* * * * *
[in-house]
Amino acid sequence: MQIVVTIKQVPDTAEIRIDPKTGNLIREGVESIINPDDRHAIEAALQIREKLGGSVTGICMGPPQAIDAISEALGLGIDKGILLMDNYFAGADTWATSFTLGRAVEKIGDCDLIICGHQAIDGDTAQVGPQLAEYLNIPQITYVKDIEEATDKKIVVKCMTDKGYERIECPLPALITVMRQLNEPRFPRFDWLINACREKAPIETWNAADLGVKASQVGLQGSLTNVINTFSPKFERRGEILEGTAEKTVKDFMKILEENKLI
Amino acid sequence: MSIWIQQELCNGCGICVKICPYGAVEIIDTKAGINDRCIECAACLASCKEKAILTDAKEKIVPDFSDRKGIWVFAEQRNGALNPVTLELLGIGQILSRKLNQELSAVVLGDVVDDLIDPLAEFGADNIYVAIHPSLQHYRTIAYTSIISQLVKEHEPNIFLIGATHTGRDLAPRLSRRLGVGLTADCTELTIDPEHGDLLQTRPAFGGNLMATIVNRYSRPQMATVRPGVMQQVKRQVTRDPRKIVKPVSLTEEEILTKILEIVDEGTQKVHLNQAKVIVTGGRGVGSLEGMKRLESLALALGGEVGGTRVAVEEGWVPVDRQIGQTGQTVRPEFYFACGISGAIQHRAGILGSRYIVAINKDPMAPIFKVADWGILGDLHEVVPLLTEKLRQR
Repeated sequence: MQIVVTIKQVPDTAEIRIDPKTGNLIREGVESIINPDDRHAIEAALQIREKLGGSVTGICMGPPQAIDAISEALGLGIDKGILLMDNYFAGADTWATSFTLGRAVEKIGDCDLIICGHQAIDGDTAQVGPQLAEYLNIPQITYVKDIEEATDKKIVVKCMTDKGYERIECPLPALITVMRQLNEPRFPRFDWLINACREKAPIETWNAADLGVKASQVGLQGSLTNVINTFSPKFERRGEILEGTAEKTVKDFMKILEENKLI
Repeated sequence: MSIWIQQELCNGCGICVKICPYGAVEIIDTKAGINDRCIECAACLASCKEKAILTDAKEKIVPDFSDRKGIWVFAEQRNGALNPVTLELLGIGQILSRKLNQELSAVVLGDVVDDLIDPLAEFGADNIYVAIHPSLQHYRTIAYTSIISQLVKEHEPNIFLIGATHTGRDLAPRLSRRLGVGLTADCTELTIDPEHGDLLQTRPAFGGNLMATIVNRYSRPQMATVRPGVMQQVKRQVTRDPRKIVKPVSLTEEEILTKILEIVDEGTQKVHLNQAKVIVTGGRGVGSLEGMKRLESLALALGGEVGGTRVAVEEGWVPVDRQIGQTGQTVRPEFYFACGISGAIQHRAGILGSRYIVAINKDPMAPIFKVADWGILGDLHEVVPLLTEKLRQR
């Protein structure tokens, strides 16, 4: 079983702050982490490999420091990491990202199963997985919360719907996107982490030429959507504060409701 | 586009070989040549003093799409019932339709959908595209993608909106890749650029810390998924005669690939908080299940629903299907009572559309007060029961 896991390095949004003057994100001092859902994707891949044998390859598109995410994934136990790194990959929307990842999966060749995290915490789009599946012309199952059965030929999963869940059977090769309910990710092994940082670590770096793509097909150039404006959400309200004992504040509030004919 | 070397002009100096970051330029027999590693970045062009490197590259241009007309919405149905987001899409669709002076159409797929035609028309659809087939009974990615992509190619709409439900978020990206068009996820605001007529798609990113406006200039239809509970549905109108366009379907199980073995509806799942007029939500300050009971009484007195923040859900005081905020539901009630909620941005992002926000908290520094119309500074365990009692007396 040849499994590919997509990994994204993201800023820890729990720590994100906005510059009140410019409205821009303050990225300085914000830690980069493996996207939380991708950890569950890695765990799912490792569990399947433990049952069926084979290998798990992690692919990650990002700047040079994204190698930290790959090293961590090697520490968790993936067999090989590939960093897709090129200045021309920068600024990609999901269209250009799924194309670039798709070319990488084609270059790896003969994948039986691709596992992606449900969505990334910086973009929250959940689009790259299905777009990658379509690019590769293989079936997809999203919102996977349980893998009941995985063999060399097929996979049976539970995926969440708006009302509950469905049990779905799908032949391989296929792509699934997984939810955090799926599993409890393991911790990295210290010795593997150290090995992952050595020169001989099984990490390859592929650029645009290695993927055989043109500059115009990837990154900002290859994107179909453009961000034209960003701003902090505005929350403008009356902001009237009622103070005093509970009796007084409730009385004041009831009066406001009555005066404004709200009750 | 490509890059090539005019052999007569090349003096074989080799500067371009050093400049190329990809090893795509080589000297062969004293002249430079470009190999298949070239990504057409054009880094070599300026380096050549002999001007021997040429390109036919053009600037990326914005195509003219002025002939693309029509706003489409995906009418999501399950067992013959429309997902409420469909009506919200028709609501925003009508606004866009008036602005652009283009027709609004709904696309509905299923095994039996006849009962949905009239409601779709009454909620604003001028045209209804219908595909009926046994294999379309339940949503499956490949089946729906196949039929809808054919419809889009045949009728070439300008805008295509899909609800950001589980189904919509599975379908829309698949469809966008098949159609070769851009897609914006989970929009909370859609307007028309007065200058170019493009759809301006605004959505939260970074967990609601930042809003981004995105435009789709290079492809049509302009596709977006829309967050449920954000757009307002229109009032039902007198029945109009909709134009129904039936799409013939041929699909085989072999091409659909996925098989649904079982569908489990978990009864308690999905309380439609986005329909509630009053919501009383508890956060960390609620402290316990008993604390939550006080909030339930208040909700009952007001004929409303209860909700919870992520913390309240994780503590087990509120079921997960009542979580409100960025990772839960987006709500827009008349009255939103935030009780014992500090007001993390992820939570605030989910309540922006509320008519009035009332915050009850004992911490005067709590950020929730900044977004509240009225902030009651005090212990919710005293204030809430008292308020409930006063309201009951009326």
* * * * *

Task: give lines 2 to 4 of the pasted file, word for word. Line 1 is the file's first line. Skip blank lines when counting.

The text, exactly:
Amino acid sequence: MQIVVTIKQVPDTAEIRIDPKTGNLIREGVESIINPDDRHAIEAALQIREKLGGSVTGICMGPPQAIDAISEALGLGIDKGILLMDNYFAGADTWATSFTLGRAVEKIGDCDLIICGHQAIDGDTAQVGPQLAEYLNIPQITYVKDIEEATDKKIVVKCMTDKGYERIECPLPALITVMRQLNEPRFPRFDWLINACREKAPIETWNAADLGVKASQVGLQGSLTNVINTFSPKFERRGEILEGTAEKTVKDFMKILEENKLI
Amino acid sequence: MSIWIQQELCNGCGICVKICPYGAVEIIDTKAGINDRCIECAACLASCKEKAILTDAKEKIVPDFSDRKGIWVFAEQRNGALNPVTLELLGIGQILSRKLNQELSAVVLGDVVDDLIDPLAEFGADNIYVAIHPSLQHYRTIAYTSIISQLVKEHEPNIFLIGATHTGRDLAPRLSRRLGVGLTADCTELTIDPEHGDLLQTRPAFGGNLMATIVNRYSRPQMATVRPGVMQQVKRQVTRDPRKIVKPVSLTEEEILTKILEIVDEGTQKVHLNQAKVIVTGGRGVGSLEGMKRLESLALALGGEVGGTRVAVEEGWVPVDRQIGQTGQTVRPEFYFACGISGAIQHRAGILGSRYIVAINKDPMAPIFKVADWGILGDLHEVVPLLTEKLRQR
Repeated sequence: MQIVVTIKQVPDTAEIRIDPKTGNLIREGVESIINPDDRHAIEAALQIREKLGGSVTGICMGPPQAIDAISEALGLGIDKGILLMDNYFAGADTWATSFTLGRAVEKIGDCDLIICGHQAIDGDTAQVGPQLAEYLNIPQITYVKDIEEATDKKIVVKCMTDKGYERIECPLPALITVMRQLNEPRFPRFDWLINACREKAPIETWNAADLGVKASQVGLQGSLTNVINTFSPKFERRGEILEGTAEKTVKDFMKILEENKLI